The Return of the Black Widowers

The Return of the Black Widowers

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by Isaac Asimov
     
 

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Until his death in 1992, author Isaac Asimov would write more than 120 ingenious tales of detection and deduction, and in 66 of them he would present his armchair detectives, the Black Widowers, with the mind-teasing puzzles that they would strive to solve in often-quarrelsome conversation. The Black Widowers club is meeting again. In a private dining room at New

Overview


Until his death in 1992, author Isaac Asimov would write more than 120 ingenious tales of detection and deduction, and in 66 of them he would present his armchair detectives, the Black Widowers, with the mind-teasing puzzles that they would strive to solve in often-quarrelsome conversation. The Black Widowers club is meeting again. In a private dining room at New York's luxurious Milano restaurant, the six brilliant men once more gather for fine fare served impeccably by their peerless waiter, Henry. At table, too, will of course be that requisite dinner guest to challenge their combined deductive wit: a man whose marriage hinges on finding a lost umbrella; a woman shadowed by an adversary who knows her darkest secrets; a debunker of psychics unable to explain his unnerving experience in a haunted house; or a symphony cellist accused of attacking his wife with a kitchen knife. In addition to six stories that have never before appeared in any collection, this volume includes the ten best-ever Black Widowers cases, among them the very first to be published, in Ellery Queen Mystery Magazine, as well as the first brand new Black Widowers story to appear in more than ten years.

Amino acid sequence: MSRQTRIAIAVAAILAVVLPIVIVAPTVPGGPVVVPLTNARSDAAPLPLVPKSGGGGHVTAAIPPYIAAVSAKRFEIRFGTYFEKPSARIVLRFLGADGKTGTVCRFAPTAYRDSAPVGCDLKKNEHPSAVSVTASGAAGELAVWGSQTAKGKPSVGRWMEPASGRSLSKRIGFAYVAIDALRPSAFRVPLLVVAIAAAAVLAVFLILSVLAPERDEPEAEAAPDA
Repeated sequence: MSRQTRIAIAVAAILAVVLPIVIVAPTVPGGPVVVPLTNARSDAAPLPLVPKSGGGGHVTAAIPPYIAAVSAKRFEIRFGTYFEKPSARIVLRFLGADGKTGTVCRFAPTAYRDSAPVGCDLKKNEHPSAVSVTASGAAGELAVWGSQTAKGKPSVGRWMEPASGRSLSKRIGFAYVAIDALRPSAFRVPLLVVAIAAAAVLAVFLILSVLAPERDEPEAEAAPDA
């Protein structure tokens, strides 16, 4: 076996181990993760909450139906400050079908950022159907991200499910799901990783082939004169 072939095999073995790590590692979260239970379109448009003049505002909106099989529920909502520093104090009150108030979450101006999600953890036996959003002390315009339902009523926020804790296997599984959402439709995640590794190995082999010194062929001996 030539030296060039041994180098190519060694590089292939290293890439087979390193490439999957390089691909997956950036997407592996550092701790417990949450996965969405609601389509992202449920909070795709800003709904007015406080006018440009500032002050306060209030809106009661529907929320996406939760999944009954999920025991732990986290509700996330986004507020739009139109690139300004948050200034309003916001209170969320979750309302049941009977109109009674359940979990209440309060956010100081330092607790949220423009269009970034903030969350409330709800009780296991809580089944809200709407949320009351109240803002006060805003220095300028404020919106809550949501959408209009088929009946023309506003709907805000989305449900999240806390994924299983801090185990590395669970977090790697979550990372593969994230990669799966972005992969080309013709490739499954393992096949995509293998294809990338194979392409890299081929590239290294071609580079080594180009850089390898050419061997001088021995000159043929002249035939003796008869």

Editorial Reviews

Publishers Weekly
Fans of Asimov's Black Widower brain-teasers, which typically turn on wordplay and subtle observation, will welcome this sixth (and first posthumous) collection in this diverting series. The book includes Shamus nominee Ardai's choices of the 10 best Black Widower stories, six previously uncollected tales and more. In each tale, the six members of the Black Widowers club gather to dine, socialize and take a crack at solving a puzzle posed by an invited guest. Invariably, the highly literate and intelligent group-an artist, a patent lawyer, a cryptographer, a math teacher, a chemist and a mystery writer (whose real-life counterparts from Asimov's circle of science-fiction colleagues Harlan Ellison identifies in his foreword)-falls short of success, and their Jeeves-like waiter, Henry, effortlessly points out the often obvious clues they overlooked. The mysteries the club tackles range from murder to theft to the seemingly inexplicable disappearance of an umbrella into a space warp. Most are locked-room or impossible crimes, and since the author bends over backwards to play fair, many readers will easily be able to anticipate the solutions. These old-fashioned puzzle stories may not have much substance, but they never fail to entertain. (Dec. 8) Forecast: Expect crossover from fans of Asimov's SF who may have been unaware of his mystery fiction. Copyright 2003 Reed Business Information.